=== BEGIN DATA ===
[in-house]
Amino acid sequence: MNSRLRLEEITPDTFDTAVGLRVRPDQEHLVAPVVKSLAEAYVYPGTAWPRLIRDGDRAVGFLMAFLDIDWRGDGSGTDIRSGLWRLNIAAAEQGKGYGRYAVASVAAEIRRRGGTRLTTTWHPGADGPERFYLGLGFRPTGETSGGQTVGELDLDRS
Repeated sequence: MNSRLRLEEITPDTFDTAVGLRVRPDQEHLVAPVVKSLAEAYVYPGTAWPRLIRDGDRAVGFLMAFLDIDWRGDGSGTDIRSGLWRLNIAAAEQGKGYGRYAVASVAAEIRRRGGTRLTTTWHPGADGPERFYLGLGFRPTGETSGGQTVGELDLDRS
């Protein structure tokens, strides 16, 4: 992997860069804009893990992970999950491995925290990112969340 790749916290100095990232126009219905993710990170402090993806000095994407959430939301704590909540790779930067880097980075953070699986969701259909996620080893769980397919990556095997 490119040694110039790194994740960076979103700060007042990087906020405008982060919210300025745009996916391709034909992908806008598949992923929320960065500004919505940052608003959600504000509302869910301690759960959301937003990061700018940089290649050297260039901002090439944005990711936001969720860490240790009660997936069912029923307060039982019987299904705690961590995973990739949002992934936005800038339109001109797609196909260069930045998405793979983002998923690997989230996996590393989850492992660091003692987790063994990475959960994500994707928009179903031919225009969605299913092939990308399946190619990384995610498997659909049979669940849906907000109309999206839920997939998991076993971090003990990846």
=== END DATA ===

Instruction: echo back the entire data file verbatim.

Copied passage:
[in-house]
Amino acid sequence: MNSRLRLEEITPDTFDTAVGLRVRPDQEHLVAPVVKSLAEAYVYPGTAWPRLIRDGDRAVGFLMAFLDIDWRGDGSGTDIRSGLWRLNIAAAEQGKGYGRYAVASVAAEIRRRGGTRLTTTWHPGADGPERFYLGLGFRPTGETSGGQTVGELDLDRS
Repeated sequence: MNSRLRLEEITPDTFDTAVGLRVRPDQEHLVAPVVKSLAEAYVYPGTAWPRLIRDGDRAVGFLMAFLDIDWRGDGSGTDIRSGLWRLNIAAAEQGKGYGRYAVASVAAEIRRRGGTRLTTTWHPGADGPERFYLGLGFRPTGETSGGQTVGELDLDRS
């Protein structure tokens, strides 16, 4: 992997860069804009893990992970999950491995925290990112969340 790749916290100095990232126009219905993710990170402090993806000095994407959430939301704590909540790779930067880097980075953070699986969701259909996620080893769980397919990556095997 490119040694110039790194994740960076979103700060007042990087906020405008982060919210300025745009996916391709034909992908806008598949992923929320960065500004919505940052608003959600504000509302869910301690759960959301937003990061700018940089290649050297260039901002090439944005990711936001969720860490240790009660997936069912029923307060039982019987299904705690961590995973990739949002992934936005800038339109001109797609196909260069930045998405793979983002998923690997989230996996590393989850492992660091003692987790063994990475959960994500994707928009179903031919225009969605299913092939990308399946190619990384995610498997659909049979669940849906907000109309999206839920997939998991076993971090003990990846």